International Volunteer Programs Association

A Cross-Cultural Solutions Volunteer Food Bank

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I’m always writing about how important it is for volunteers to have information they can trust. As I’ve discussed before, there are many organizations that organize and vet opportunities but sometimes it can be difficult to tell how they choose the programs they feature. Do they have a financial incentive? Are they only featuring programs that agree to exchange online traffic? The average volunteer may find herself frustrated by the lack of straightforwardness and transparency. Sometimes it’s necessary to dig rather deeply to uncover the motives of an organization. Most of us simply don’t have the time, energy, technical expertise, or team of crack private investigators to do that kind of digging. This is where rating programs and associations with high standards can really help separate the legitimate opportunities from the rest.

United Planet: A Community Beyond Borders

Thai Class with United Planet Volunteer

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Ever since I first started learning about the role of the Internet in international volunteer culture, I’ve been waiting to find an organization that makes the most of online communities. The potential of the Internet for bringing people together is boundless, and yet, many organizations use it simplistically—to advertise their service and nothing else. There is nothing wrong with this—many organizations focus their energies elsewhere, on projects in-country—but I’ve been surprised by the lack of a full embrace. I guess what I’ve been looking for is focus: focus on Internet communications to bridge the gaps between people, to unite us all on a neutral playing field. Of course, the Internet isn’t neutral—it’s only accessible to people with a baseline of privilege—but it’s a start.

Openmind Projects

DePaul University Student Volunteer

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As someone with a limited budget and an unlimited imagination, I’m always attracted to low-cost volunteer experiences with organizations that still hold themselves to top-of-the-line standards. There aren’t a ton of organizations that do both and understandably so. It costs money to be idealistic. I feel so jaded just writing that. I’m reminded of my college freshman self, that girl who was so determined never to get paid for her art. Back in those days I was making a very popular podcast with thousands of viewers, but I refused any kind of compensation. I was making it for the right reasons! I wasn’t about to sell out! I think a lot of the volunteer organizations that share that idealism fail. They fail because they can’t support their staff, they can’t fund new projects, and they can’t invest in marketing or publicity. On the opposite extreme are the greedy organizations—the groups that charge exorbitant fees and pocket most of them. They may look professional and flashy, and for good reason: they’ve got plenty of money. Clearly there is a happy medium here, an organization that remembers the details but doesn’t sweat the luxury.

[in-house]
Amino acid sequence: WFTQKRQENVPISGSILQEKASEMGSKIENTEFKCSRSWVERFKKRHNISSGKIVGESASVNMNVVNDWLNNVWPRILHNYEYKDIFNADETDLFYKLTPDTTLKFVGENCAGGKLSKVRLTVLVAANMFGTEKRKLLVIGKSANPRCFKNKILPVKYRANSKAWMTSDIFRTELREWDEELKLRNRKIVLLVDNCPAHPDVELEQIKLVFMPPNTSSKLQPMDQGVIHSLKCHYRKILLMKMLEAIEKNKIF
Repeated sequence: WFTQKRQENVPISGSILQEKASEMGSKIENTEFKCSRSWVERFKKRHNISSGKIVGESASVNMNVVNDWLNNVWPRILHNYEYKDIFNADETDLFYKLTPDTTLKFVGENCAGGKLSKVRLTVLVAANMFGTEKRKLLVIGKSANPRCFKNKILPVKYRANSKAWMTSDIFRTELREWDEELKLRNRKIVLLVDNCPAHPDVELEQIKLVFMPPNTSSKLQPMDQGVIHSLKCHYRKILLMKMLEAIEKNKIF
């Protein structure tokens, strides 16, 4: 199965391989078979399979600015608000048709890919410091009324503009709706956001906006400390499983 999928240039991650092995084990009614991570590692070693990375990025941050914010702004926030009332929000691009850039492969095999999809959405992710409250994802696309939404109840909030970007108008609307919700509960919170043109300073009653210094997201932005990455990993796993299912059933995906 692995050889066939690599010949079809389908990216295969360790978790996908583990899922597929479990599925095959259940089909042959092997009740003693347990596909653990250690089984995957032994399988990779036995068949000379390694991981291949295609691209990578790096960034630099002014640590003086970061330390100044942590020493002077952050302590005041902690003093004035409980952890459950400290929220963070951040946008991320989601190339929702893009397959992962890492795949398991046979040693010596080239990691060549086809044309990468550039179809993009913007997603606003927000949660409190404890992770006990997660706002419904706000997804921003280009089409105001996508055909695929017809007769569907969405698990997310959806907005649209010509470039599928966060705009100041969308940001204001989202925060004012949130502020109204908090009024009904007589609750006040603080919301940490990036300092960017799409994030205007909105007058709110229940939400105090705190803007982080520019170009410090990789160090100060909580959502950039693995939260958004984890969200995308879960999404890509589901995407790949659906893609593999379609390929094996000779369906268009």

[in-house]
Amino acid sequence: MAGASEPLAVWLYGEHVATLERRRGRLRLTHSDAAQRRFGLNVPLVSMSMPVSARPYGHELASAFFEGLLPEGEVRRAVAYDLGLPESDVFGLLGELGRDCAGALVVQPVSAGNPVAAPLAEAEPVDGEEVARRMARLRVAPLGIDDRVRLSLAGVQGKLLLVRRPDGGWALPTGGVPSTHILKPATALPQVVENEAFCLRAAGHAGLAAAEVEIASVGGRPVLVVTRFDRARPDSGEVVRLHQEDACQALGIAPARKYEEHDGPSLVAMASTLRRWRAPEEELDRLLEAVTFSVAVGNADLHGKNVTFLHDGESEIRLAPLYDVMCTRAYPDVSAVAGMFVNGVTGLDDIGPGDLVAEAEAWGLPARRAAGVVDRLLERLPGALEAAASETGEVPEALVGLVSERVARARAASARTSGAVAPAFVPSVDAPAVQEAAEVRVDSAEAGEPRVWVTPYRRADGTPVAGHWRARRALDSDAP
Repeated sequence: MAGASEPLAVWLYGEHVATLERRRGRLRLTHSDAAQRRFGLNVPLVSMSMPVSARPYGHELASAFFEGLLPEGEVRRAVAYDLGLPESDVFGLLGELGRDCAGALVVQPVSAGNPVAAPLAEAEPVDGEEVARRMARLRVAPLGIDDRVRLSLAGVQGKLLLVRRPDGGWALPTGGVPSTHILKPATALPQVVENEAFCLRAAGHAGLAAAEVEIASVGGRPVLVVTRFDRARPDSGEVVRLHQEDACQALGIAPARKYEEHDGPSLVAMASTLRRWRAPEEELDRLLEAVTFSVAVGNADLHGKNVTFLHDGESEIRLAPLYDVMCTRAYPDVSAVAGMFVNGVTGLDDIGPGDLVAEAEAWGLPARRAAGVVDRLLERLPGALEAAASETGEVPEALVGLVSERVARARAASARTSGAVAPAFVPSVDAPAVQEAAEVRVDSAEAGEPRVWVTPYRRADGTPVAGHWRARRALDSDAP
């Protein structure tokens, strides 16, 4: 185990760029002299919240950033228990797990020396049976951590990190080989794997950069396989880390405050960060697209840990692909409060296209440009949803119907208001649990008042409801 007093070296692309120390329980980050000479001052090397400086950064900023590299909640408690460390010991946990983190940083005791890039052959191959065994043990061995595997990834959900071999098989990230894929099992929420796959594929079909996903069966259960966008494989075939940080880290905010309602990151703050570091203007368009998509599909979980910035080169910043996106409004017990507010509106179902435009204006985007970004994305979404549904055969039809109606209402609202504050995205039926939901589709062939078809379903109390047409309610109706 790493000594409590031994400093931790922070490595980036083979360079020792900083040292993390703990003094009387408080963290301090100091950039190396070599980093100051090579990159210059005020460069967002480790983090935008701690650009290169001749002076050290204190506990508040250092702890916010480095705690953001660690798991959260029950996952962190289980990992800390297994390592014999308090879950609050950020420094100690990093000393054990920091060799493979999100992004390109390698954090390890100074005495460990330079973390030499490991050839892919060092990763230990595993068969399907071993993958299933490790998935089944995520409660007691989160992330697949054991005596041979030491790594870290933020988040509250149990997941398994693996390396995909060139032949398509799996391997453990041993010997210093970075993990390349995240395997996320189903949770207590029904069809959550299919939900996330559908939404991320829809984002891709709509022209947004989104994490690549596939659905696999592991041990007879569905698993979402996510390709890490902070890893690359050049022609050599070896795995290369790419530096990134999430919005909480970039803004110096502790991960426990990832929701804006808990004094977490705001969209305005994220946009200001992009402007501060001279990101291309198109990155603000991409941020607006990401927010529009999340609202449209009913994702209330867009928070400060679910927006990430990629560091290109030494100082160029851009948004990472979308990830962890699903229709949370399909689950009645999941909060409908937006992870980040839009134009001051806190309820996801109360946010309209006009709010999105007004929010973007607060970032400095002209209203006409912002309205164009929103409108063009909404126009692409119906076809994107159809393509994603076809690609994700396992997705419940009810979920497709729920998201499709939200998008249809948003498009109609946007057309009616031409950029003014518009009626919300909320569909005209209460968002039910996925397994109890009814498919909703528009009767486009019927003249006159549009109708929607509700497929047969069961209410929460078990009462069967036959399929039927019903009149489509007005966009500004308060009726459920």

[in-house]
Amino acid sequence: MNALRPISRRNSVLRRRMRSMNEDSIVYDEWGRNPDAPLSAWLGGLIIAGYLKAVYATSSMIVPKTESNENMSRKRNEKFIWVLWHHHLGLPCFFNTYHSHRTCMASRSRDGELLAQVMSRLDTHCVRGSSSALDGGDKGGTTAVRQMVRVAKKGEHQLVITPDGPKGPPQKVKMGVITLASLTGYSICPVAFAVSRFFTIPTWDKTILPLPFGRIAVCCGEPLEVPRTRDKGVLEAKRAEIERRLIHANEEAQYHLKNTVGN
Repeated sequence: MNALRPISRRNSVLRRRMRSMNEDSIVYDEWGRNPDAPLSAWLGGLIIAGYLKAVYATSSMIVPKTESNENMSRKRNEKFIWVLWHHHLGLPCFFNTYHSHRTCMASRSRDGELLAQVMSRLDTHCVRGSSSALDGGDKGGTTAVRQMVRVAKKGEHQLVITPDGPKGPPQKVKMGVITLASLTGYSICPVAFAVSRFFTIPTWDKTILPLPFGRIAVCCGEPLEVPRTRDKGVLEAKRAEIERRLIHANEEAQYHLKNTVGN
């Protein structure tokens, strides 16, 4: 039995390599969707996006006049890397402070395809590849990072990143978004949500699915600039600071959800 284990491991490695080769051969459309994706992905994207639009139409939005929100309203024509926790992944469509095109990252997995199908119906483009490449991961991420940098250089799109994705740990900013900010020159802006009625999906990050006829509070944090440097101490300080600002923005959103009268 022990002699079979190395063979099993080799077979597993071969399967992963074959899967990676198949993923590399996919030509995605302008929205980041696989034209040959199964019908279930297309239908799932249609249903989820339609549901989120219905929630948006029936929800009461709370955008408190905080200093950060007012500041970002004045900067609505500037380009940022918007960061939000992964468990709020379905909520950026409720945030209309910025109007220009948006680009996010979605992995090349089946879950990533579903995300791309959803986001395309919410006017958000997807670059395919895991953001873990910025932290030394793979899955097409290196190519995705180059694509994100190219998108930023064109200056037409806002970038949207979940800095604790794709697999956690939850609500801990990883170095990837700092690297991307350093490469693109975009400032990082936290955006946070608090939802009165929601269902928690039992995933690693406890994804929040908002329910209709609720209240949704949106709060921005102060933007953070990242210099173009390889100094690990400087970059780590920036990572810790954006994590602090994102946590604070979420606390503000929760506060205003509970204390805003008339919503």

Volunteer Vacations with the Washington Trails Association

Mount St. Helens and Spirit Lake

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My husband and I fell in love in a Washington forest. We’re both avid hikers and we met beneath the trees, I was searching for mushrooms in the leaf litter, he was peering up into the treetops, and we collided, our tin cooking pots clanking in the silent forest. We’ve been hiking together ever since, in the redwood forests of California, the evergreen forests of Maine, and the lush maple and oak forests of our native New York. But Washington will always have our hearts. This is why the volunteer opportunities with the Washington Trails Association jumped out at me. They offer volunteers the opportunity to spend their days on the trails, clearing brush, repairing tread, improving drainage, and even logging out fallen trees with a crosscut saw. To a forest lover like me, this sounds like an ideal opportunity for relaxation, meditation, exercise, adventure, and fun.

Blue Ventures: Discovery Through Research

Blue Ventures Malaysia Project

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There is a close relationship between environmental conservation work and helping people. In many cases, like that of the Galapagos Islands, the restoration of habitats and rebuilding of populations leads to an increase in ecotourism that benefits a local region economically. In other cases, conservation directly impacts a community’s ability to find food, to farm, and to enjoy their own backyards. Conservation also has a watershed effect… literally. As habitats are cleaned up, the entire ecosystem improves, and that includes fresh water sources. Polluted bodies of fresh water harm humans just as much as they harm animals. If a community is located on the seashore, deep sea conservation efforts often have an immediate effect on the shallow fishery. More healthy fish means more food for humans, and it means a healthier economy to boot. The food chain is a complex system. When it is disrupted at any point, that disruption has a domino effect down the chain in both directions. Conservation projects teach us that humans are part of that chain. We suffer when it is disrupted too.